Family Tree Gravestones
Tombstones carved to look like tree trunks are used for multiple generations of family members.
In one of the oldest cemeteries in Lafayette, Indiana, there are a few gravestones that appear to be growing directly out of the soil. These are the intricately detailed family tree gravestones, handcrafted to look literally like tree trunks, logs, or objects made of wood.
For a short time in the mid-1800s, the family tree stone was a popular style of headstone in the Midwest, likely because many families made their livelihood from the lush forests that covered the land. Though no one knows when the tradition of using tree-like gravestones started, the symbolism is clear. Trees grow, as do families. As trees grow, seed and die, younger trees sprout and grow around them.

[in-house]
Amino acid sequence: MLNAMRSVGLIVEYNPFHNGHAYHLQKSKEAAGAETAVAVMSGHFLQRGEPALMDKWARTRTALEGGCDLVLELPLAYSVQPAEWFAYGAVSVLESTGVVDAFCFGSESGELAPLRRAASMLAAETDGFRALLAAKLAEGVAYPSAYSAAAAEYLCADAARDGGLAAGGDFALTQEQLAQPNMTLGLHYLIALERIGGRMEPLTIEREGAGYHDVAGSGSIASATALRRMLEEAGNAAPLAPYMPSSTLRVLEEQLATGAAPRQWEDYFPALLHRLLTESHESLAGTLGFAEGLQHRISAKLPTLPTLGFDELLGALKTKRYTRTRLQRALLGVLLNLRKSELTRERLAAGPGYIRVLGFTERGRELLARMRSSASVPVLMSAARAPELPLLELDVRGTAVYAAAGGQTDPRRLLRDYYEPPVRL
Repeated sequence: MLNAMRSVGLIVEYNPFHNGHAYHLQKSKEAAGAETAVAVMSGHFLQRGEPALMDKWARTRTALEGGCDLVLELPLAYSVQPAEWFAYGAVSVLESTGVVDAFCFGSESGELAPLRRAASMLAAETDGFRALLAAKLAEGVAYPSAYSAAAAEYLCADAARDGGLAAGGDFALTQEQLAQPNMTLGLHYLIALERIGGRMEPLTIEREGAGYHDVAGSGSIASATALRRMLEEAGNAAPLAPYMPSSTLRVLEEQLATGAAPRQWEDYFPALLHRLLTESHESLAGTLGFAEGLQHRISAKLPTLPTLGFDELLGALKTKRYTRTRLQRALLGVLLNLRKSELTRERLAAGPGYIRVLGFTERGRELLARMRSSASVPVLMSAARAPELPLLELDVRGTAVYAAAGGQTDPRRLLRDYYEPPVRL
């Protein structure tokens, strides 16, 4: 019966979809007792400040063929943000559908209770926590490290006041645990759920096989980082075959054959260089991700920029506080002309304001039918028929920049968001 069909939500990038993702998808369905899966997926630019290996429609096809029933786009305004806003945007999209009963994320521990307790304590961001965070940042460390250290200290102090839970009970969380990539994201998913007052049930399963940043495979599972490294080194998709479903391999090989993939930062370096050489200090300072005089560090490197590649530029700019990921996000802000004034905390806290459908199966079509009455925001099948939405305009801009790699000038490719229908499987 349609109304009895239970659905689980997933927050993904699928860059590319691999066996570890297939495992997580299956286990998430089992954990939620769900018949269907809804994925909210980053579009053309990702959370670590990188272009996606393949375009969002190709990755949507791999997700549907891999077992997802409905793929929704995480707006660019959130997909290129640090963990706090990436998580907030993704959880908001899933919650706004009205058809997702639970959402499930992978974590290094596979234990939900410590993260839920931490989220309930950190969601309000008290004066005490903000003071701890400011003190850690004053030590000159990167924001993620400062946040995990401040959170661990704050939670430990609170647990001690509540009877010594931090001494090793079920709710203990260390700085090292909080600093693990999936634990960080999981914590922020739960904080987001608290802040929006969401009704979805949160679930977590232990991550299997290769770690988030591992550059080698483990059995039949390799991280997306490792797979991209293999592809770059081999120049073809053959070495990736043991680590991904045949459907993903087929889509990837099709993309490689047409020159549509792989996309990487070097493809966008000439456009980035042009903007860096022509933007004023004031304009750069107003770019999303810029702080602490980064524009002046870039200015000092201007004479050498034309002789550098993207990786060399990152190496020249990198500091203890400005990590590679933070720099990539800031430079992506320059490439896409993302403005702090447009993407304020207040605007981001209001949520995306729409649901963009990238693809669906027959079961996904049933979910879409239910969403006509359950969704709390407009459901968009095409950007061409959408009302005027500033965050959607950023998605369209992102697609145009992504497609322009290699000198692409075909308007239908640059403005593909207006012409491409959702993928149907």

There are many examples of family tree and wood-related gravestones in Greenbush Cemetery. There is even a chair, crafted from stone to look wooden, with only the word “Father” inscribed on it. There are piles of logs, single logs, a stone gravestone fashioned to look like a cut tree trunk, and then the tall family tree gravestones themselves.
The names and dates of the deceased are placed on all sides of the family tree gravestones. Some of the trees have nuts and ivy carved into the stonework to add detail. In some places, real trees have grown next to the family tree stones, making it difficult to tell the difference from a distance.
Know Before You Go
Greenbush Cemetery was established in 1848 and is open to visitors during daylight hours. There are also the graves of soldiers from the Revolutionary War, War of 1812, Civil War, World War I, and World War II.
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